Build Management with Headless Jenkins

At this point we have completed the artifact storage and source control management components. The final part is setting up a build process. The Jenkins setup described here is slightly different from a typical Jenkins installation. Generally Jenkins is setup as an "always-on" process, typically consisting of a master installation with ephemeral build agents. When referring to "always-on" we are talking about the fact that once installed, it will be left running and then used to create and schedule a variety of jobs.

However, for our purpose, we treat jenkins as a single, one-time process with the sole purpose of only executing a job once. We also refer to this as Headless Jenkins as we have no need to ever use the User interface to execute jobs. Consider the following job run flow:

  1. Detect a source change in Repository
  2. Schedule new Jenkins Docker process
  3. Automatically install and configure Jenkins Application
  4. Automatically configure and run Job
  5. Publish Job Results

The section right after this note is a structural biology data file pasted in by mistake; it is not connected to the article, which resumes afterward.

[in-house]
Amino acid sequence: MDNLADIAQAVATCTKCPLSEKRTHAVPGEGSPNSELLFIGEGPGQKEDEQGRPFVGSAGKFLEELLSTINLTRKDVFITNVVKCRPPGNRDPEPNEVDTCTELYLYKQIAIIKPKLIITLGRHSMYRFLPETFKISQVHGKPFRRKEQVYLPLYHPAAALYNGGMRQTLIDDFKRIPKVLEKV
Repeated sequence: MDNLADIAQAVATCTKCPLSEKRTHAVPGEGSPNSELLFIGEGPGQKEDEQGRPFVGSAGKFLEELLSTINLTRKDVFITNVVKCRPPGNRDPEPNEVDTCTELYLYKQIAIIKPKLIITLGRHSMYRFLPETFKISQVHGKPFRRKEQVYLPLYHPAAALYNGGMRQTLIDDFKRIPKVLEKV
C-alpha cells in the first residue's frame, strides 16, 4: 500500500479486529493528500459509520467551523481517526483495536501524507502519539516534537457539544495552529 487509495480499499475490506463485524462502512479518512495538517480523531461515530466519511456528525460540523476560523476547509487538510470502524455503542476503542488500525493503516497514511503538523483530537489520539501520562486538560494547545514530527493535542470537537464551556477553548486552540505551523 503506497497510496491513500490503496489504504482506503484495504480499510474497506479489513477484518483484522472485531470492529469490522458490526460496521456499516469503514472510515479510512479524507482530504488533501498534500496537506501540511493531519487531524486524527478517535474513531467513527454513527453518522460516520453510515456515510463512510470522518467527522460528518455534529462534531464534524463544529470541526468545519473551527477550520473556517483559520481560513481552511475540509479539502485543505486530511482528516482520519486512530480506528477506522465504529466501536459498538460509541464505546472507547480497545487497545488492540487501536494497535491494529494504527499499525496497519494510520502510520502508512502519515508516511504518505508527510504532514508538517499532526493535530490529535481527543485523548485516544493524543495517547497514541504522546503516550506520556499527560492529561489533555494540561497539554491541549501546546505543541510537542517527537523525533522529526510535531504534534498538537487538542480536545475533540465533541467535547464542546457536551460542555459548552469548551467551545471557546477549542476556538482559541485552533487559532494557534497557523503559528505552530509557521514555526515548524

6. Destroy Jenkins Docker process

Besides a cleaner and per-Job-as-Code Jenkins setup, not using the master has benefits of availability. If you run a typical master/agent infrastructure, anytime your master is down, needs to be updated, or has issues, none of your jobs will run.

For the Jenkins installation we will be doing the following:

  1. Base Install - a minimally configured Jenkins instance used as a template for other Jenkins Job Runners
  2. Test Project - a java spring boot microservice based test setup to be used as example for Jenkins and Jenkinsfile pipeline executions
  3. Headless Install - a Jenkins pipeline based job runner
  4. Headless Install Docker Builds - another Jenkins pipeline based job runner for Docker builds